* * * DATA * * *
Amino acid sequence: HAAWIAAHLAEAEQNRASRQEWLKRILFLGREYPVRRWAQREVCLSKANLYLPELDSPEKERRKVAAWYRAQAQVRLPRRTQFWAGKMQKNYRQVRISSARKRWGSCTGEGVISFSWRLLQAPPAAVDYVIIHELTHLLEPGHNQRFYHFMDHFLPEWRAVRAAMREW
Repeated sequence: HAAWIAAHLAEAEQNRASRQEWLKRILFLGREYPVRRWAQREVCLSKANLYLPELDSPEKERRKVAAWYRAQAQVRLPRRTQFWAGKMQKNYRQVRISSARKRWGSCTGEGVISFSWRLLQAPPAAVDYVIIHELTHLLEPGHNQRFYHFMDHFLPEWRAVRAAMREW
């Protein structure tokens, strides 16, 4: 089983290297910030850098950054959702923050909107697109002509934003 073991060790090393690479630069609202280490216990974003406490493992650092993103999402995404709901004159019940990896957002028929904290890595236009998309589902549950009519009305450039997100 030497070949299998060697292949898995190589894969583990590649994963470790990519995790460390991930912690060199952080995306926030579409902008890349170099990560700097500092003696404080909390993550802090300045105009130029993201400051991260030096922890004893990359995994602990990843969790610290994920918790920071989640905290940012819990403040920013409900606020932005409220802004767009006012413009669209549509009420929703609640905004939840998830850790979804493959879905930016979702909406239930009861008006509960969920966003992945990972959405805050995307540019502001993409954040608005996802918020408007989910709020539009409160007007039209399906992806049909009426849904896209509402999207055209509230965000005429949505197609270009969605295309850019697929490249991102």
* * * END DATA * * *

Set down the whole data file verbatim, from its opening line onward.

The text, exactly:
Amino acid sequence: HAAWIAAHLAEAEQNRASRQEWLKRILFLGREYPVRRWAQREVCLSKANLYLPELDSPEKERRKVAAWYRAQAQVRLPRRTQFWAGKMQKNYRQVRISSARKRWGSCTGEGVISFSWRLLQAPPAAVDYVIIHELTHLLEPGHNQRFYHFMDHFLPEWRAVRAAMREW
Repeated sequence: HAAWIAAHLAEAEQNRASRQEWLKRILFLGREYPVRRWAQREVCLSKANLYLPELDSPEKERRKVAAWYRAQAQVRLPRRTQFWAGKMQKNYRQVRISSARKRWGSCTGEGVISFSWRLLQAPPAAVDYVIIHELTHLLEPGHNQRFYHFMDHFLPEWRAVRAAMREW
């Protein structure tokens, strides 16, 4: 089983290297910030850098950054959702923050909107697109002509934003 073991060790090393690479630069609202280490216990974003406490493992650092993103999402995404709901004159019940990896957002028929904290890595236009998309589902549950009519009305450039997100 030497070949299998060697292949898995190589894969583990590649994963470790990519995790460390991930912690060199952080995306926030579409902008890349170099990560700097500092003696404080909390993550802090300045105009130029993201400051991260030096922890004893990359995994602990990843969790610290994920918790920071989640905290940012819990403040920013409900606020932005409220802004767009006012413009669209549509009420929703609640905004939840998830850790979804493959879905930016979702909406239930009861008006509960969920966003992945990972959405805050995307540019502001993409954040608005996802918020408007989910709020539009409160007007039209399906992806049909009426849904896209509402999207055209509230965000005429949505197609270009969605295309850019697929490249991102």